“a rigorous and searching investigation..”

Having mentioned best practice in government, and being keen to see a light shone on the activities there, it seems like a good time to catch up on the latest news on the Attorney General’s Inquiry into Peter Hain’s, and/or senior civil servants’, activities in and around the illegal appointment of Bertha McDougall – who was, it appears, granted an extension to her appointment [who approved the affidavit? – Ed] – although a little bird tells me that this might have more to do with the staff and offices not being prepared for the haste speed of her initial appointment. Chris Thornton, in the Belfast Telegraph, focuses on some of that all-important detail on the terms and conditions for Peter Scott QC.. and it would seem to fall short of the “rigorous and searching investigation” which Mr Justice Girvan stated was needed..From the Belfast Telegraph report

The investigation into a possible NIO cover up is not a fully fledged legal inquiry, the Attorney General’s office has confirmed.

Peter Scott QC was appointed last week to review whether the NIO attempted to pervert the course of justice in a High Court case about the Victims’ Commissioner appointment.

But the barrister has not been given powers to compel witnesses or summon documents – and it remains unclear if he will interview Secretary of State Peter Hain and the senior civil servants at the centre of the affair.

A spokesman for Attorney General Lord Goldsmith said an advantage in Mr Scott conducting a review, rather than a full formal inquiry, is the ” relative speed” in producing a report.[added emphasis]

Mr Scott, who shared chambers with Lord Goldsmith when he was a practising barrister, was asked to review the case after Mr Justice Girvan said there was evidence the NIO deliberately misled the court.

Lord Goldsmith original comments to the House of Lords were noted here

The Attorney-General (Lord Goldsmith): Mr Justice Girvan referred certain matters to me, as Attorney-General for Northern Ireland and as,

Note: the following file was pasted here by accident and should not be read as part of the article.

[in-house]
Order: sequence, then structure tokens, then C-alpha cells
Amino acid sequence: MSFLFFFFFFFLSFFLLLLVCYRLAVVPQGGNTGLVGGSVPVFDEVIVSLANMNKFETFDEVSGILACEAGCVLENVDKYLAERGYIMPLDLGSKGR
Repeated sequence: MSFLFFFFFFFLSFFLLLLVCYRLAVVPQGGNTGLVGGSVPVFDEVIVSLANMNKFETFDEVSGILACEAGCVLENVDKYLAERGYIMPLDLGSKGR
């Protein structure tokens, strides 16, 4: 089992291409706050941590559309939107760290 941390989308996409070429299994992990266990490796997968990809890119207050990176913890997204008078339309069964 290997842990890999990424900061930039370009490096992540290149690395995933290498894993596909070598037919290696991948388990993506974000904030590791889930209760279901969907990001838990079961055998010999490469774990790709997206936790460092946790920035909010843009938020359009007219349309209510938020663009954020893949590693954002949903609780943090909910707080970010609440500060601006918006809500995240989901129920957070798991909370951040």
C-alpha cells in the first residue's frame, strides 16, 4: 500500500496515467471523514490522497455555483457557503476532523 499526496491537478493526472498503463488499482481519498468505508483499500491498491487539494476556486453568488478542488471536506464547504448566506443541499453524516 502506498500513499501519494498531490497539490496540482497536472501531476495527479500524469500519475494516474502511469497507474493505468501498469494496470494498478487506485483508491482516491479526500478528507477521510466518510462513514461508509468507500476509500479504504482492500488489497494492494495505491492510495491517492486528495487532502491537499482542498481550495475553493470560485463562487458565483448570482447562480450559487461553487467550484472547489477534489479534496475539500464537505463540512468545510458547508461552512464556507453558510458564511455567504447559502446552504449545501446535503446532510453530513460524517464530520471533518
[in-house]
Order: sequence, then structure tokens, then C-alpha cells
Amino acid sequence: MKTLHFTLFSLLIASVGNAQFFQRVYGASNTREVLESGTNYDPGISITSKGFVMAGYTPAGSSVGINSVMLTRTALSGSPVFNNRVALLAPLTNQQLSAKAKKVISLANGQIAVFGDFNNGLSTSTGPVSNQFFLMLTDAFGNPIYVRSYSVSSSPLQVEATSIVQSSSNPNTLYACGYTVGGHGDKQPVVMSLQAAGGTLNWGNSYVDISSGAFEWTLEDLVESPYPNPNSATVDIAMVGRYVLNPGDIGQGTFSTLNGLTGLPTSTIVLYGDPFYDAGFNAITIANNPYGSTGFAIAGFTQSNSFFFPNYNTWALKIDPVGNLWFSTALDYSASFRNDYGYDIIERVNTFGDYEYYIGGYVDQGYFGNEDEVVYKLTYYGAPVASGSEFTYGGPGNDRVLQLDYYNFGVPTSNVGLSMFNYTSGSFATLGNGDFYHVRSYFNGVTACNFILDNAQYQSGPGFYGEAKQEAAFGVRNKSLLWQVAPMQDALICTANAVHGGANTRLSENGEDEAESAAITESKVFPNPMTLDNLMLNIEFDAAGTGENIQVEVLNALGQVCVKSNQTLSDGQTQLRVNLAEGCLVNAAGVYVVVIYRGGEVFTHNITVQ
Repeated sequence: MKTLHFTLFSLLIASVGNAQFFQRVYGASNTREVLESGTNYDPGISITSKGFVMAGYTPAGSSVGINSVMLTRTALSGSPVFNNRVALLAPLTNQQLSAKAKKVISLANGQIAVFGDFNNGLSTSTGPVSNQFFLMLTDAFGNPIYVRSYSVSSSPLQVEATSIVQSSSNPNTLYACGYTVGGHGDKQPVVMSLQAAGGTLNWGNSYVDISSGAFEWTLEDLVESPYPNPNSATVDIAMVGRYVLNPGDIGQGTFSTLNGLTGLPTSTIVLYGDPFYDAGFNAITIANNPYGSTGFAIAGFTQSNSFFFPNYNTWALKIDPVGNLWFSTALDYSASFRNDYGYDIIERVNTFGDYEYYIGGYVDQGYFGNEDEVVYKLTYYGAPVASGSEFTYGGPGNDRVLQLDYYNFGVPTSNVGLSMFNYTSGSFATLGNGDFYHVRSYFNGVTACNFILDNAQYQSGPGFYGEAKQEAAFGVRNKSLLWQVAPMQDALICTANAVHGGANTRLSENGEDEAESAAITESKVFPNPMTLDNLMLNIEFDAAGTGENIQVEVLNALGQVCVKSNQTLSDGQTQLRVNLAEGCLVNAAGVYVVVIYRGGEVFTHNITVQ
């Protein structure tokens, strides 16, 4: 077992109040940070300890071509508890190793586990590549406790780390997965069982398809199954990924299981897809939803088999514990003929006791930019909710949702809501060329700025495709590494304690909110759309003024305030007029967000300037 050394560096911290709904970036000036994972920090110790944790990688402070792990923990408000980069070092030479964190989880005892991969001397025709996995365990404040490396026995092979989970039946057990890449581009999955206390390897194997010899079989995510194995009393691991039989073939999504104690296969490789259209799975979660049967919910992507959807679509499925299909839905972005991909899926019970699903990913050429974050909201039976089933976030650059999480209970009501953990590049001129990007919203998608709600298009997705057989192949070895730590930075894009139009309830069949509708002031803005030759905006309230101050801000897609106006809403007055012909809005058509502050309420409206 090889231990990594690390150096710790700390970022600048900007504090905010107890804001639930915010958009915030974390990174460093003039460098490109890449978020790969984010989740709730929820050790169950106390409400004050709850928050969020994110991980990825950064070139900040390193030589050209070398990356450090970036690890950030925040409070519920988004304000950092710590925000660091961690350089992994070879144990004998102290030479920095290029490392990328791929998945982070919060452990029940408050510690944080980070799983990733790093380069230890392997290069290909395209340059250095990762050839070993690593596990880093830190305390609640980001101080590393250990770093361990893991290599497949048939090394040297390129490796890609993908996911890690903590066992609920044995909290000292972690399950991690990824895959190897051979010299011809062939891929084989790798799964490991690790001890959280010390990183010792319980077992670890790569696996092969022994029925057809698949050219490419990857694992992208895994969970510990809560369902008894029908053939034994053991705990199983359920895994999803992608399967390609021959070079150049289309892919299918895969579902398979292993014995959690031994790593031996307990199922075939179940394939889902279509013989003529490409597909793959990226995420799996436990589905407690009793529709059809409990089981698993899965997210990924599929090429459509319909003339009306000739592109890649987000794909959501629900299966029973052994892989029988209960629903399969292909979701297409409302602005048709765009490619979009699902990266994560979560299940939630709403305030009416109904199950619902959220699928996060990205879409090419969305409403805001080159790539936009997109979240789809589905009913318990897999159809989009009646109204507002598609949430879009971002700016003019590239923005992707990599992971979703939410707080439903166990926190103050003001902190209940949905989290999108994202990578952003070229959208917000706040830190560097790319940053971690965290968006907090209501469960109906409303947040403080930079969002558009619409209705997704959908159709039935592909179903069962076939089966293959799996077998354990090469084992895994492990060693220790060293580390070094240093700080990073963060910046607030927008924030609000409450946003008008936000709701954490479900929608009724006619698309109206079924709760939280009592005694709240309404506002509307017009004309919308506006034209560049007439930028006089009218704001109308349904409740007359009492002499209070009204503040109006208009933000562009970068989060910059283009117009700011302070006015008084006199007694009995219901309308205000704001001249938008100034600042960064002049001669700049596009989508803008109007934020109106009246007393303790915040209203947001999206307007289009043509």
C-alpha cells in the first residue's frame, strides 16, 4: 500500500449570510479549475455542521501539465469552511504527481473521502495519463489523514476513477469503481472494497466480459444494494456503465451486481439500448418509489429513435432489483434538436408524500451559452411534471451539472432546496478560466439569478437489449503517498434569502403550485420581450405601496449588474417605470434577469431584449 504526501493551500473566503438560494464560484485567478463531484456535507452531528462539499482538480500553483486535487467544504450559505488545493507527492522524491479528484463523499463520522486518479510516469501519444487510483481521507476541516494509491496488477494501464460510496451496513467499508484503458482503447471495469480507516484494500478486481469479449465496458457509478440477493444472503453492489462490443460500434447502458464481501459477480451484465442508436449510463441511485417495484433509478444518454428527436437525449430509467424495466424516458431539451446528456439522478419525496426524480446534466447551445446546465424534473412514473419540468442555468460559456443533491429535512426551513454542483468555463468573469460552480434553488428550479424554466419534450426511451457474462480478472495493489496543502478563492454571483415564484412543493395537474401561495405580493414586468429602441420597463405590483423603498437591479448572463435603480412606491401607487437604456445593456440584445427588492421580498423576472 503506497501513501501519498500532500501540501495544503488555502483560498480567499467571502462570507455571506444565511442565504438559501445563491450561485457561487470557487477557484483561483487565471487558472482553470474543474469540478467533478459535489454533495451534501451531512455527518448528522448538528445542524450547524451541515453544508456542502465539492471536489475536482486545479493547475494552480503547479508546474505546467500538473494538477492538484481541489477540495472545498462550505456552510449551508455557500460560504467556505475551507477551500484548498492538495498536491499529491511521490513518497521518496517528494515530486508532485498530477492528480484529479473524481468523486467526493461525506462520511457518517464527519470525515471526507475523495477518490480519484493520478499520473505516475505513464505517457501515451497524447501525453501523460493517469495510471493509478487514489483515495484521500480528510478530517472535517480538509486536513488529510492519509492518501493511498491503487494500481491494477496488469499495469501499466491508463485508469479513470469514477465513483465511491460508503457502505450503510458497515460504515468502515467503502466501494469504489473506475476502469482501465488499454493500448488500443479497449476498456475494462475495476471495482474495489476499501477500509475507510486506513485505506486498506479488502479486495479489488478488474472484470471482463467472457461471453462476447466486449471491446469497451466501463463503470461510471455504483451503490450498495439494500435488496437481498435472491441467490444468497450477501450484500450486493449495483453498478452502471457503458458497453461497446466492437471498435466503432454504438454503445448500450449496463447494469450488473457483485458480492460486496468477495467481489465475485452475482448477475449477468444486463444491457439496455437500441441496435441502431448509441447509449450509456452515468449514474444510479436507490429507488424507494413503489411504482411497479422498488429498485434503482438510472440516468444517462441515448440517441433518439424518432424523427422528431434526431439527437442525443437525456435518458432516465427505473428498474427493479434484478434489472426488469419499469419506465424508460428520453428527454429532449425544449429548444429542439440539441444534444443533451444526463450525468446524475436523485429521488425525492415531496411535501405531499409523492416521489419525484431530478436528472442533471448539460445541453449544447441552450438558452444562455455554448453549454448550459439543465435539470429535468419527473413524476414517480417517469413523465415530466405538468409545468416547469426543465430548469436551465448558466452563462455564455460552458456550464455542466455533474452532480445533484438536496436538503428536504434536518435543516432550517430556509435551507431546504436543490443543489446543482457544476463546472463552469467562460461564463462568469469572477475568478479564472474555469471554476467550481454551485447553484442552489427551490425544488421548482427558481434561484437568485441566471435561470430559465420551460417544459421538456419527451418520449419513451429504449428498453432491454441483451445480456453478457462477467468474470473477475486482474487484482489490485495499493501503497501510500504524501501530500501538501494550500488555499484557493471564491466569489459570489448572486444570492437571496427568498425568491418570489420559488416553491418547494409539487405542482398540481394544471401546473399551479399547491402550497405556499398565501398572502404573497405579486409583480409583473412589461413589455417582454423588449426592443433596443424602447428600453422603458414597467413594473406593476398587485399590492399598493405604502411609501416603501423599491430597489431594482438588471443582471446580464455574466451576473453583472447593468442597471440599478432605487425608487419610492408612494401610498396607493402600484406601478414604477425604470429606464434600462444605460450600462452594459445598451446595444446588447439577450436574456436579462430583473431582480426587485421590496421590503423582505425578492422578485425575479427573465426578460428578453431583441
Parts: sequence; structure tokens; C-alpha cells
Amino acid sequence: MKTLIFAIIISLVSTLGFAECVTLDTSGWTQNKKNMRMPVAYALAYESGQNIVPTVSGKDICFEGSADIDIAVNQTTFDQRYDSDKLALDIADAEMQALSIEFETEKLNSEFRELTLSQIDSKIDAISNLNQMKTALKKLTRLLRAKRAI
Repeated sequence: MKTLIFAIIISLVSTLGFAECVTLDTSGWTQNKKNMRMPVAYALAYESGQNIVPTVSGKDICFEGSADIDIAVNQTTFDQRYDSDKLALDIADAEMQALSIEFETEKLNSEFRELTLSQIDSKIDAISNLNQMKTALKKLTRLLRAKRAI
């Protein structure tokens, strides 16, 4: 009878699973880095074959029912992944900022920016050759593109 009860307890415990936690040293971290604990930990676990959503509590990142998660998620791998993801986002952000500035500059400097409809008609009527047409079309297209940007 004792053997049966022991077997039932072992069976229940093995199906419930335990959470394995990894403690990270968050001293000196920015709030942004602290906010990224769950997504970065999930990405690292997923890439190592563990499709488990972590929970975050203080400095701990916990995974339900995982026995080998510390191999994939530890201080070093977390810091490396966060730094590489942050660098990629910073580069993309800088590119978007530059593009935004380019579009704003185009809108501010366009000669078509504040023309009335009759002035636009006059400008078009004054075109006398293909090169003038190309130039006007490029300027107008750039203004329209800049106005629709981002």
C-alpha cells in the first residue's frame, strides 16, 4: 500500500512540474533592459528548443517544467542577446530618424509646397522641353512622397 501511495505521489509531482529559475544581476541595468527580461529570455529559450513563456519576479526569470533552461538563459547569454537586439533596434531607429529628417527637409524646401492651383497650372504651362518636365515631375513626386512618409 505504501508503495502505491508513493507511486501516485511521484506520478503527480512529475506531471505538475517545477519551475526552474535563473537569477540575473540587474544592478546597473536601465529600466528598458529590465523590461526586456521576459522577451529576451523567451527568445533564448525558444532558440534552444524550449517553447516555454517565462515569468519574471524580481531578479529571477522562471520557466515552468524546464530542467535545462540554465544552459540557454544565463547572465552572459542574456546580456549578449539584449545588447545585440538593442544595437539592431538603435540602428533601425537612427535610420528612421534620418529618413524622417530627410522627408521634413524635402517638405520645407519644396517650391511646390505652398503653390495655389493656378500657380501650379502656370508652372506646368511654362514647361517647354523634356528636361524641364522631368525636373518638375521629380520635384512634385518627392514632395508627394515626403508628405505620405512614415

“the guardian of the public interest in the due administration of justice”,

so that I may investigate concerns of his that arose during the conduct of judicial review proceedings in respect of the appointment of the interim Victims’ Commissioner. I have concluded that that is best done by appointing an independent person to carry out a review and report to me. Mr Peter Scott QC has agreed to carry out the review and will report back to me. He will commence immediately. The terms of reference we have agreed are as follows:

Further to the referral of papers to the Attorney-General by Girvan J and in the light of his judgments of 9 November and 20 November 2006:

to examine the concerns raised by the judge;to examine in particular the way in which the Government carried out their obligation of candour in the judicial review proceedings relating to the appointment of an interim Commissioner for Victims and Survivors; and to report to the Attorney-General with recommendations to prevent a recurrence of any shortcomings identified.[added emphasis]

A reminder of those reported terms again

But the barrister has not been given powers to compel witnesses or summon documents – and it remains unclear if he will interview Secretary of State Peter Hain and the senior civil servants at the centre of the affair.

As I said earlier, that would seem to fall short of the “rigorous and searching investigation” which Mr Justice Girvan stated was needed

[7] The Attorney General thus has the function of protecting the due administration of justice. I consider the proper course for this court to take is to refer the papers to him to decide what, if any, steps should be taken in the matter in the light of all the circumstances and in the light of all the papers before the court and any documents to which neither the court nor the applicant has access. In the Schedule I set out what appear to me to be the key questions which need to be addressed in a rigorous and searching investigation into the matter. The applicant who was the recipient of the misleading and incorrect information will of course have an interest in the proper conduct of the investigation.[added emphasis throughout]

And also from the Belfast Telegraph report

Mr Scott has declined to comment on the way he will conduct the review, and the Attorney General’s office said it could not specify whether or not he will interview Mr Hain and the civil servants involved in the matter.

Legal experts say there may be complications in any interview, because the people involved could demand legal representation.

However, that does not rule out further action if Mr Scott recommends it in his report.

A rigorous and searching investigation into the matter…